St-Henri vandalism: Cause for concern?

WATCH: Some say a recent rash of vandalism incidents in St-Henri is a backlash to the rapid gentrification happening in the borough. Global’s Eric Cohen reports on growing fears that some St-Henri residents are becoming violent in their resistance to change.

MONTREAL – In a brazen attempt to vandalize several businesses at around midnight on Saturday, a group of individuals wearing ski masks broke the windows of four businesses located on Notre-Dame Street in St-Henri.

Dressed all in black, the vandals damaged storefronts as seen in a security video obtained by Global News.

The damage to Jesse Bowden’s shop, Campanelli, was just shy of $8000 in glass alone.

“We’ve never seen or witnessed a group like this, at this time, with so many witnesses, with weapons running en masse in the middle of the street, this isn’t a war zone” says the concerned business owner.

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There is speculation that this is a result of growing anti-gentrification sentiment from some people in the community.

According to another local business owner, Corey Shapiro, “It’s no longer vandalism, it’s causing terror to people who live in the area.”

Two of his businesses were attacked over the weekend, businesses he says help the neighbourhood to thrive.

“We all work hard for our money” he says, “And we work hard to put money in the community, we work hard to give back to the community.”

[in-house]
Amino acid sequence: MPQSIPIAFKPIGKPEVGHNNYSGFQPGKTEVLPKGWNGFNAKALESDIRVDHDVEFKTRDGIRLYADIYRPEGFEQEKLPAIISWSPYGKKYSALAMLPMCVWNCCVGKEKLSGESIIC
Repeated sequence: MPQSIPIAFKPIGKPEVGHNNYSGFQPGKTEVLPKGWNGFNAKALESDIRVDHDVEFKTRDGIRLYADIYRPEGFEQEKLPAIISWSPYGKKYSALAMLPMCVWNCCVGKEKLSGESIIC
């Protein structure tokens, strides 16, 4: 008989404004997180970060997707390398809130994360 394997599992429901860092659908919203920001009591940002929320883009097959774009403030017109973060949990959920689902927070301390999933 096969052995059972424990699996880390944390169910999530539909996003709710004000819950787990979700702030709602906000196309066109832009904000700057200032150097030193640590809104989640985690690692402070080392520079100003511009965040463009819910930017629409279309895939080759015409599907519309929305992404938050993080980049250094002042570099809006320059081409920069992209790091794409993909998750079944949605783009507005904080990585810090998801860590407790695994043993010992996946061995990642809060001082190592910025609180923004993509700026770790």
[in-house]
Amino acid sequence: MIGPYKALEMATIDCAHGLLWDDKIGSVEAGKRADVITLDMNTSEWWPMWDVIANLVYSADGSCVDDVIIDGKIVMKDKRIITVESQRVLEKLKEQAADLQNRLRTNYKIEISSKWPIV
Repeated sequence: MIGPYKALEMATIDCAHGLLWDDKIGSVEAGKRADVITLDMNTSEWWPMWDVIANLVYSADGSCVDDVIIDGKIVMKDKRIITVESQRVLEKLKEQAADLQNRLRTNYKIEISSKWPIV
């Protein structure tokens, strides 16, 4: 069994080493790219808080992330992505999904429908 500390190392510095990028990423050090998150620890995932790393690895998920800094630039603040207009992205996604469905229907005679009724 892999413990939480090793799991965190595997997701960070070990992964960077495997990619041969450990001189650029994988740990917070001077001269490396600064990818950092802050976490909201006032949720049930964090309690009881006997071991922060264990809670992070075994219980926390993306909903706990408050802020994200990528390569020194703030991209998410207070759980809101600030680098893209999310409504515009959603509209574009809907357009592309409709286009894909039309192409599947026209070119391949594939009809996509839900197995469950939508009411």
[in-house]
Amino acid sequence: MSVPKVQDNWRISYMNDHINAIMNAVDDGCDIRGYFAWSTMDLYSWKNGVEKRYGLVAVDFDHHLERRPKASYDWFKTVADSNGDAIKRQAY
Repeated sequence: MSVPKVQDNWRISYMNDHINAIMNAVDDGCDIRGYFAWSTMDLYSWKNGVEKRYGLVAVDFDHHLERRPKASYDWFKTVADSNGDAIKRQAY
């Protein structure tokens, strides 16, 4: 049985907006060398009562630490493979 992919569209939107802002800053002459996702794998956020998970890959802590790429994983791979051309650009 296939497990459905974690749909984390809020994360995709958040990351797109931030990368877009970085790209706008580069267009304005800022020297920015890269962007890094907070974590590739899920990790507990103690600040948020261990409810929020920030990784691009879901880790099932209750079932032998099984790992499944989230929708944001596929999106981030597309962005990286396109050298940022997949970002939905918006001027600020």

This is not the first time attacks like this have happened in the area.

According to a barber named Thaddeus who works at Shapiro’s barbershop, “We’ve been , and the night before, there was an incident outside Juicyyy lab, so obviously there’s a bunch of people who don’t like what were doing.”

But where does the anger come from?

Bowden says “As far as the whole aspect of gentrification, in this company alone, we probably employ like 15-20 kids from this neighbourhood alone.”

He understands that there is some resistance to the gentrification, but he sees the success of local businesses as a positive thing.”I don’t think you can stop it, but if you can direct how it’s done and where it goes, I think that’s what’s important.”

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City councillor Craig Sauvé thinks if this is indeed political vandalism, that there needs to be more done at every level of government.

“We need to have all the actors at the table” he says, “People in the community, people at the city level, people at federal and provincial, and that’s how we can start to look at some of the economic issues that might be causing some of the tension we suspect is behind the vandalism.”

And hopefully that will lead to a happier community, an inclusive St-Henri. A place where according to Sauvé, people should feel good, safe, and welcome.

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